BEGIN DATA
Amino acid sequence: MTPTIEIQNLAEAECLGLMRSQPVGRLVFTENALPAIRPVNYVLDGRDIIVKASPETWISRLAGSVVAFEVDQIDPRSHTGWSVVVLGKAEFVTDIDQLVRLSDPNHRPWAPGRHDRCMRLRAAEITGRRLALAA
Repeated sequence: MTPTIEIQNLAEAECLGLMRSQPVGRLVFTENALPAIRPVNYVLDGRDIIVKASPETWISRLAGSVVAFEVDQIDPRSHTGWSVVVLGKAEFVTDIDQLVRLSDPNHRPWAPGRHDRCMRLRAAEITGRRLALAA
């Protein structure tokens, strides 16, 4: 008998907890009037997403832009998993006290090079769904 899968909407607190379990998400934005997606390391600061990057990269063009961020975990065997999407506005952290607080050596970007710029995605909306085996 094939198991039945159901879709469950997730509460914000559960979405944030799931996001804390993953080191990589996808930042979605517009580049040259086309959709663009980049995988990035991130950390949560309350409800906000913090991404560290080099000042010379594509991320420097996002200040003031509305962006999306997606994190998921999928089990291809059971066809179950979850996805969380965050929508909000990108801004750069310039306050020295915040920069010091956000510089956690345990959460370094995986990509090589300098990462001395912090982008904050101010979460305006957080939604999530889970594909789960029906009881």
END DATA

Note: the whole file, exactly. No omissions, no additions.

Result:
Amino acid sequence: MTPTIEIQNLAEAECLGLMRSQPVGRLVFTENALPAIRPVNYVLDGRDIIVKASPETWISRLAGSVVAFEVDQIDPRSHTGWSVVVLGKAEFVTDIDQLVRLSDPNHRPWAPGRHDRCMRLRAAEITGRRLALAA
Repeated sequence: MTPTIEIQNLAEAECLGLMRSQPVGRLVFTENALPAIRPVNYVLDGRDIIVKASPETWISRLAGSVVAFEVDQIDPRSHTGWSVVVLGKAEFVTDIDQLVRLSDPNHRPWAPGRHDRCMRLRAAEITGRRLALAA
């Protein structure tokens, strides 16, 4: 008998907890009037997403832009998993006290090079769904 899968909407607190379990998400934005997606390391600061990057990269063009961020975990065997999407506005952290607080050596970007710029995605909306085996 094939198991039945159901879709469950997730509460914000559960979405944030799931996001804390993953080191990589996808930042979605517009580049040259086309959709663009980049995988990035991130950390949560309350409800906000913090991404560290080099000042010379594509991320420097996002200040003031509305962006999306997606994190998921999928089990291809059971066809179950979850996805969380965050929508909000990108801004750069310039306050020295915040920069010091956000510089956690345990959460370094995986990509090589300098990462001395912090982008904050101010979460305006957080939604999530889970594909789960029906009881």